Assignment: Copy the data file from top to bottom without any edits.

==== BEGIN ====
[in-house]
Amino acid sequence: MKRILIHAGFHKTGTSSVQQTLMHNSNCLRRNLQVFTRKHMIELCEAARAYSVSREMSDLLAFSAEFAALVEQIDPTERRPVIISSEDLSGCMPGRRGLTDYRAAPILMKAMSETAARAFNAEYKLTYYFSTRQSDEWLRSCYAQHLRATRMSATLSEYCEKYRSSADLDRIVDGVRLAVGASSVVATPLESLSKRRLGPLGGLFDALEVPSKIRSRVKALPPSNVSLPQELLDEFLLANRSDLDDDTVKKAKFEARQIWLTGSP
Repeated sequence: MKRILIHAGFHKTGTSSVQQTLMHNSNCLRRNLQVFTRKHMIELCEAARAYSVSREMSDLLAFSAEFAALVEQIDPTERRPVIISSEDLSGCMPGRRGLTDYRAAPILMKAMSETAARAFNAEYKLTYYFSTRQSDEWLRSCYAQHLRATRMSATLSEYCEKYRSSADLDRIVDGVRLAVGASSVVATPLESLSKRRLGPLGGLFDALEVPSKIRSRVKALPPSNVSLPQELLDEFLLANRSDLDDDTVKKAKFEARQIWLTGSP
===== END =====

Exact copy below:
[in-house]
Amino acid sequence: MKRILIHAGFHKTGTSSVQQTLMHNSNCLRRNLQVFTRKHMIELCEAARAYSVSREMSDLLAFSAEFAALVEQIDPTERRPVIISSEDLSGCMPGRRGLTDYRAAPILMKAMSETAARAFNAEYKLTYYFSTRQSDEWLRSCYAQHLRATRMSATLSEYCEKYRSSADLDRIVDGVRLAVGASSVVATPLESLSKRRLGPLGGLFDALEVPSKIRSRVKALPPSNVSLPQELLDEFLLANRSDLDDDTVKKAKFEARQIWLTGSP
Repeated sequence: MKRILIHAGFHKTGTSSVQQTLMHNSNCLRRNLQVFTRKHMIELCEAARAYSVSREMSDLLAFSAEFAALVEQIDPTERRPVIISSEDLSGCMPGRRGLTDYRAAPILMKAMSETAARAFNAEYKLTYYFSTRQSDEWLRSCYAQHLRATRMSATLSEYCEKYRSSADLDRIVDGVRLAVGASSVVATPLESLSKRRLGPLGGLFDALEVPSKIRSRVKALPPSNVSLPQELLDEFLLANRSDLDDDTVKKAKFEARQIWLTGSP